Hewlett-Packard Co., whose workforce includes an estimated 500 employees in Vancouver, is considering jettisoning assets and business units, the Palo Alto, Calif.-based company said in its year-end financial statement.
“We also continue to evaluate the potential disposition of assets and businesses that may no longer help us meet our objectives,” HP said in an annual financial report filed with the U.S. Securities and Exchange Commission on Dec. 27.
That language wasn’t included in the document a year earlier, according to Bloomberg.com, and represents a shift in company strategy as it struggles to shore up its finances in the face of rapid technological changes, tough competition and an $8.8 billion writedown of Autonomy Corp., a software company it acquired.
HP — the world’s largest manufacturer of personal computers and printers — also is slashing 27,000 jobs worldwide to cut costs.
The company’s disclosure that it’s evaluating disposing assets and businesses raises fresh questions about the future of the company’s printer operations in Vancouver, where an estimated 500 people develop consumer printers for HP’s global imaging and printing group at the company’s lab at 1115 S.E. 164th Ave.
Local economic development officials said last year they would help affected workers if any major changes by HP hit Clark County.
Hewlett-Packard’s statement that it’s examining sales of assets and businesses came 14 months after the company’s CEO, Meg Whitman, said she would keep the company’s personal computer business in-house. Her predecessor, Leo Apotheker, had explored a spinoff of the unit.
Whitman instead unified the PC and printer groups’ management under one of the company’s senior managers last year.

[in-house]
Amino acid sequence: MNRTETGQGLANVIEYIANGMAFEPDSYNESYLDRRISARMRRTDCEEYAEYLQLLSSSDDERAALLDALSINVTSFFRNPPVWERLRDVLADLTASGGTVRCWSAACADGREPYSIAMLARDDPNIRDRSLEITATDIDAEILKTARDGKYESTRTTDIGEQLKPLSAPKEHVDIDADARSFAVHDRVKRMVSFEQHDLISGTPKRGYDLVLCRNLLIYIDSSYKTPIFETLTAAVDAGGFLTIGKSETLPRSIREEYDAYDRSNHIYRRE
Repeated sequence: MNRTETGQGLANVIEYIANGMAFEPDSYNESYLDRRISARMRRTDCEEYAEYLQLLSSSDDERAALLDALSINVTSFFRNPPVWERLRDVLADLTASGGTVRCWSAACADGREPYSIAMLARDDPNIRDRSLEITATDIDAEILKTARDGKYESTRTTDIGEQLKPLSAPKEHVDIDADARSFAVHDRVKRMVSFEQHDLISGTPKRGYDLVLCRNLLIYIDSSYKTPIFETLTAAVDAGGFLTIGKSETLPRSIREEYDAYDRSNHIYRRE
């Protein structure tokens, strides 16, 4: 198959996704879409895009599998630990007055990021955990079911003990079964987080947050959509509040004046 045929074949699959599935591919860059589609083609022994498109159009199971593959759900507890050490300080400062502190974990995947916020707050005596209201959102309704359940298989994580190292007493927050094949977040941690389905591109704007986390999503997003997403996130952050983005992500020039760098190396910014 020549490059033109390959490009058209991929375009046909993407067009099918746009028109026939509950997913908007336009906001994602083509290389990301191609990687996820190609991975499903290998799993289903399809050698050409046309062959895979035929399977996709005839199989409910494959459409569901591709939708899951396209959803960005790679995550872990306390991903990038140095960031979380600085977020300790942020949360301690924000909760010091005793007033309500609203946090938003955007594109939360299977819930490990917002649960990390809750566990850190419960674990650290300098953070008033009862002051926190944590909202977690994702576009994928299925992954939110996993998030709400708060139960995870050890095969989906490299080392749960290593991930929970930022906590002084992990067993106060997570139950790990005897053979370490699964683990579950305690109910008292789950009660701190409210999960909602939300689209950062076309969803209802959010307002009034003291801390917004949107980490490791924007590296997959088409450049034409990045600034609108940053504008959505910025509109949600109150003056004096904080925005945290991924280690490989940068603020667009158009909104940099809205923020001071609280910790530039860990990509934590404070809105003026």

Hewlett-Packard’s disclosure of its evaluation of selling assets and businesses is found in the “Risk Factors” section of its Dec. 27 SEC filing. In that section, the company also outlined the headwinds it faces in trying to execute such moves.
“When we decide to sell assets or a business, we may encounter difficulty in finding buyers or alternative exit strategies on acceptable terms in a timely manner, which could delay the achievement of our strategic objectives,” the company said. “We may also dispose of a business at a price or on terms that are less desirable than we had anticipated.”
The company’s $8.8 billion writedown of the acquired software company Autonomy Corp. renewed calls on Wall Street for HP to realize shareholder value by shedding certain businesses, such as PCs and printers, Bloomberg.com reported.
In its regulatory filing, HP said the U.S. Justice Department had launched an investigation relating to Autonomy. Hewlett-Packard accused the software company of misrepresenting its performance before being bought in 2011.
Bloomberg.com contributed to this story.